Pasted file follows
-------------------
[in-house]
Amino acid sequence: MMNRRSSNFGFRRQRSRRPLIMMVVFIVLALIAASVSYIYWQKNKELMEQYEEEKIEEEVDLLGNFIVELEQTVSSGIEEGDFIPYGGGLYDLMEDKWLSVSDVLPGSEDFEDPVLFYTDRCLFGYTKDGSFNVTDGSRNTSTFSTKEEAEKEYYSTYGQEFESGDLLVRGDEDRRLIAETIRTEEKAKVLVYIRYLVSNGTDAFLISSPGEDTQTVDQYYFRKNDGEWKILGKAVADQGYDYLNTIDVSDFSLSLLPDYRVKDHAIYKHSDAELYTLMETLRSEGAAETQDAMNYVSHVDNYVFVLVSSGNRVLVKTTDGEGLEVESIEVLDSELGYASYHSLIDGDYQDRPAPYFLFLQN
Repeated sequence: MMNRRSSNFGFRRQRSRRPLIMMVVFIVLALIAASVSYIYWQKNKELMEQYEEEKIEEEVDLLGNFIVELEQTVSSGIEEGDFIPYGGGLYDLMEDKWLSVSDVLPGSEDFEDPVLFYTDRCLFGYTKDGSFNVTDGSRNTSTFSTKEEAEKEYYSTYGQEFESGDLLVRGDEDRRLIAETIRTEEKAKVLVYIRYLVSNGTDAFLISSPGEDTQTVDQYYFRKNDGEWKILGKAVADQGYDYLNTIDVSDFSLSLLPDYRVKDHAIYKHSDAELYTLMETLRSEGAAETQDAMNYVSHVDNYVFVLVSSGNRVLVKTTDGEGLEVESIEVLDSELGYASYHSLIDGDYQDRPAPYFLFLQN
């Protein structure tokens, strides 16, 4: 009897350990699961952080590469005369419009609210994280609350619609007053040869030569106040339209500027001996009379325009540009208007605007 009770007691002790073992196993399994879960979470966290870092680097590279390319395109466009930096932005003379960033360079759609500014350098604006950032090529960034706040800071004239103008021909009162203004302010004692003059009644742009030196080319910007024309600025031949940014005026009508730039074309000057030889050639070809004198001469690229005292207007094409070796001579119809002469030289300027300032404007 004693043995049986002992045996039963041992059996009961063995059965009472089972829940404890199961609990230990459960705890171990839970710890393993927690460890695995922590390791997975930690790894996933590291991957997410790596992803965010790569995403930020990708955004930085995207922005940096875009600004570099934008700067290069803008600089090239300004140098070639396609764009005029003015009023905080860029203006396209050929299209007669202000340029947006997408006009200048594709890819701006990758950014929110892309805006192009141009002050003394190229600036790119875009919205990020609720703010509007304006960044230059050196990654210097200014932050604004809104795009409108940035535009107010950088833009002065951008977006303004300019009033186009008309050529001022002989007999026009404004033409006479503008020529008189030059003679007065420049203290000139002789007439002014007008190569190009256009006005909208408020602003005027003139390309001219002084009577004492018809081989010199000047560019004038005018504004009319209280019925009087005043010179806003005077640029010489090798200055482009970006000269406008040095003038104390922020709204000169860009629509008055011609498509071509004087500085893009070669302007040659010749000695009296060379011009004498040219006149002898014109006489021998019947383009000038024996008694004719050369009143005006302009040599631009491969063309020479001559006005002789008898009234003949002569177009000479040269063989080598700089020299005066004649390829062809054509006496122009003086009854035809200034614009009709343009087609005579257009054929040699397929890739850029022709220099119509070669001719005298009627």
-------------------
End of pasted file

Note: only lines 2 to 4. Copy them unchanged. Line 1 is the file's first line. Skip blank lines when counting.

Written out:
Amino acid sequence: MMNRRSSNFGFRRQRSRRPLIMMVVFIVLALIAASVSYIYWQKNKELMEQYEEEKIEEEVDLLGNFIVELEQTVSSGIEEGDFIPYGGGLYDLMEDKWLSVSDVLPGSEDFEDPVLFYTDRCLFGYTKDGSFNVTDGSRNTSTFSTKEEAEKEYYSTYGQEFESGDLLVRGDEDRRLIAETIRTEEKAKVLVYIRYLVSNGTDAFLISSPGEDTQTVDQYYFRKNDGEWKILGKAVADQGYDYLNTIDVSDFSLSLLPDYRVKDHAIYKHSDAELYTLMETLRSEGAAETQDAMNYVSHVDNYVFVLVSSGNRVLVKTTDGEGLEVESIEVLDSELGYASYHSLIDGDYQDRPAPYFLFLQN
Repeated sequence: MMNRRSSNFGFRRQRSRRPLIMMVVFIVLALIAASVSYIYWQKNKELMEQYEEEKIEEEVDLLGNFIVELEQTVSSGIEEGDFIPYGGGLYDLMEDKWLSVSDVLPGSEDFEDPVLFYTDRCLFGYTKDGSFNVTDGSRNTSTFSTKEEAEKEYYSTYGQEFESGDLLVRGDEDRRLIAETIRTEEKAKVLVYIRYLVSNGTDAFLISSPGEDTQTVDQYYFRKNDGEWKILGKAVADQGYDYLNTIDVSDFSLSLLPDYRVKDHAIYKHSDAELYTLMETLRSEGAAETQDAMNYVSHVDNYVFVLVSSGNRVLVKTTDGEGLEVESIEVLDSELGYASYHSLIDGDYQDRPAPYFLFLQN
């Protein structure tokens, strides 16, 4: 009897350990699961952080590469005369419009609210994280609350619609007053040869030569106040339209500027001996009379325009540009208007605007 009770007691002790073992196993399994879960979470966290870092680097590279390319395109466009930096932005003379960033360079759609500014350098604006950032090529960034706040800071004239103008021909009162203004302010004692003059009644742009030196080319910007024309600025031949940014005026009508730039074309000057030889050639070809004198001469690229005292207007094409070796001579119809002469030289300027300032404007 004693043995049986002992045996039963041992059996009961063995059965009472089972829940404890199961609990230990459960705890171990839970710890393993927690460890695995922590390791997975930690790894996933590291991957997410790596992803965010790569995403930020990708955004930085995207922005940096875009600004570099934008700067290069803008600089090239300004140098070639396609764009005029003015009023905080860029203006396209050929299209007669202000340029947006997408006009200048594709890819701006990758950014929110892309805006192009141009002050003394190229600036790119875009919205990020609720703010509007304006960044230059050196990654210097200014932050604004809104795009409108940035535009107010950088833009002065951008977006303004300019009033186009008309050529001022002989007999026009404004033409006479503008020529008189030059003679007065420049203290000139002789007439002014007008190569190009256009006005909208408020602003005027003139390309001219002084009577004492018809081989010199000047560019004038005018504004009319209280019925009087005043010179806003005077640029010489090798200055482009970006000269406008040095003038104390922020709204000169860009629509008055011609498509071509004087500085893009070669302007040659010749000695009296060379011009004498040219006149002898014109006489021998019947383009000038024996008694004719050369009143005006302009040599631009491969063309020479001559006005002789008898009234003949002569177009000479040269063989080598700089020299005066004649390829062809054509006496122009003086009854035809200034614009009709343009087609005579257009054929040699397929890739850029022709220099119509070669001719005298009627």